Frank Martin is intense.
And by the definition of that word, you could easily describe him as tough.
But the Kansas State head coach knows the difference between being responsible and irresponsible. That's why the actions during the Cincinnati-Xavier brawl Saturday afternoon struck a nerve with him, like most associated with the sport.
Peter G. Aiken/Getty ImagesFrank Martin says that as a coach, he can never let his players lose sight of whom they represent.
"If you're on the street and not representing a university, a team or other people, then toughness is a little different than when you are representing a university,'' Martin said as he visited ESPN's campus Tuesday afternoon in Bristol. "The word 'tough' is not whether or not you're willing to fight. It means being able to do your job to the best of your abilities.
"It's your job to never lose sight of who you are and what you represent,'' Martin said. "You do your job, and you don't accept fear of anybody. But you don't cross the line, either.''
Martin said the fight between the Bearcats and Musketeers reminded him of a similar melee that he witnessed in 1990 as an assistant coach at Miami Senior High when his team was in a tournament in Ocala, Fla., against D.C. Dunbar.
"It was an ugly scene,'' Martin said. "It was a tremendous teaching point for me as a 23-year-old high school coach to never lose sight of what can happen. You can't let your players lose sight of who they represent.
"Everyone wants to talk about my intensity and my desire to get our teams to play hard. That's the way it should be. But I never get technical fouls -- only three in my career. My players don't get technical fouls. We're intense with each other. But we don't cross the line. We represent our university, the game of basketball and our sport. We represent something that is supposed to be an avenue to prevent people [from] acting like that and to teach people how to handle moments better than that. It's an unfortunate situation.''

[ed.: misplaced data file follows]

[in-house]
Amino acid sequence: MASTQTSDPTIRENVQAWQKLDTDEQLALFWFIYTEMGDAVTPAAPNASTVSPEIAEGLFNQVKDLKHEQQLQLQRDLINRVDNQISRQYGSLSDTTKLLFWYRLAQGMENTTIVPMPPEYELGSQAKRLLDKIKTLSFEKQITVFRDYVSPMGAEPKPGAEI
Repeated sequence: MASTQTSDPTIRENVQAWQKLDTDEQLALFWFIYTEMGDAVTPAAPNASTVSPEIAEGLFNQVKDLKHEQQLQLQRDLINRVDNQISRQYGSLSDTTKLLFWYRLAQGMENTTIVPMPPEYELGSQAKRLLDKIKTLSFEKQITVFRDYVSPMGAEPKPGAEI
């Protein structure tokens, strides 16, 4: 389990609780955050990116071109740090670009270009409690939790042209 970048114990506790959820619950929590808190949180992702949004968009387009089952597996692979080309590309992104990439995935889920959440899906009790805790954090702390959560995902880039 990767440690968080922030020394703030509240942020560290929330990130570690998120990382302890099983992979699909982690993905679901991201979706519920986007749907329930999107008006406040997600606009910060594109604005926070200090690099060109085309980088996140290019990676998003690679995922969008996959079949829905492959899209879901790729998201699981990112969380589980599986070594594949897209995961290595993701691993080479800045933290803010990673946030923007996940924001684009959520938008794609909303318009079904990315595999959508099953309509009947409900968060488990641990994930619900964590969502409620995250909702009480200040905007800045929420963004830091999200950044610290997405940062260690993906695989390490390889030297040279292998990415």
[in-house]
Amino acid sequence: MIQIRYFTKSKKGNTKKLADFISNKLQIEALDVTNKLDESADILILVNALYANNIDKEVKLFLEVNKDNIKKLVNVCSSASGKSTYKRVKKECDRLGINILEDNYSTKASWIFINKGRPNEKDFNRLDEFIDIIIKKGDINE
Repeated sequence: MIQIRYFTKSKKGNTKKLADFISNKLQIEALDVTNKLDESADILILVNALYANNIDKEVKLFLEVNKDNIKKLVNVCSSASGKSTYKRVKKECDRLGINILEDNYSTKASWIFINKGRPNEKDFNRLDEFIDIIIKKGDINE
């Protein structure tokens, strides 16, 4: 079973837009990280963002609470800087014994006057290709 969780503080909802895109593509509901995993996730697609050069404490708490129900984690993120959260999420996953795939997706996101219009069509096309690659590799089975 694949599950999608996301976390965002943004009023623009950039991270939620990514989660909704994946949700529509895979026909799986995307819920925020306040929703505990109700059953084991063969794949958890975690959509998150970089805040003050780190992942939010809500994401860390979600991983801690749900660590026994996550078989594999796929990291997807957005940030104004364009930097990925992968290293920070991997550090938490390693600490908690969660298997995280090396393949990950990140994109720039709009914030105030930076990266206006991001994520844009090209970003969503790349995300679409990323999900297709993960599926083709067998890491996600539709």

Martin was an assistant under Bob Huggins when he was the head coach at Cincinnati. So he understands the intensity of the UC-XU rivalry.
"The two schools are so close [in proximity] and compete for the same social scene, but they have completely different student bodies,'' Martin said. "It's a rivalry that's deeper than the game. But there's no place for that. We have to preach to our guys to never cross the line and that toughness on the street is a different world than toughness in education.''
Martin said he wasn't surprised by the nastiness leading up to the game, but he also said that hiding behind a computer created some of the bitterness between the two schools that led up to the game.
"It's different than looking in someone's face and articulating that,'' Martin said of the Twitter banter. "Our youth today puts stuff out there that they wouldn't say in front of people. It creates unfortunate moments.''
Martin said that the officials failed to get control of the game Saturday by not issuing technical fouls for the trash-talking that was going on between players on the court and on the bench. Both coaches at Xavier and Cincinnati agree on this point, but Atlantic 10 coordinator of officials Reggie Greenwood said Monday that the officials were right in not calling any technical fouls for talking before the fight.
"If my players talk to the other bench, then I take them out of the game and they don't play again,'' Martin said. "I don't budge. Jamar Samuels got a T at Oklahoma State and didn't play, and [former player] Bill Walker got T at Nebraska, and he didn't play again. I have no room for that. I'm not trying to throw Chris Mack or Mick Cronin under. We all have to be on our own [players].''
Martin said that he feels for both coaches because what occurred last Saturday could happen to any coach -- even one who is as intense with his team and preaches controlled toughness the way Martin does.
"I fear being in that moment,'' Martin said. "I've been there [at Miami Senior HS], and it's not comfortable. It's an embarrassing situation. I feel for Mick. It's a difficult place to be in.
"But I don't blame the kids. The kids are only a product of what adults allow them to do,'' Martin said. "Those kids were in a difficult moment and didn't act the way we'd like. We have to, as adults, put our arms around them and teach them so that the next group does the right things and show why it happened and how it should not happen again.''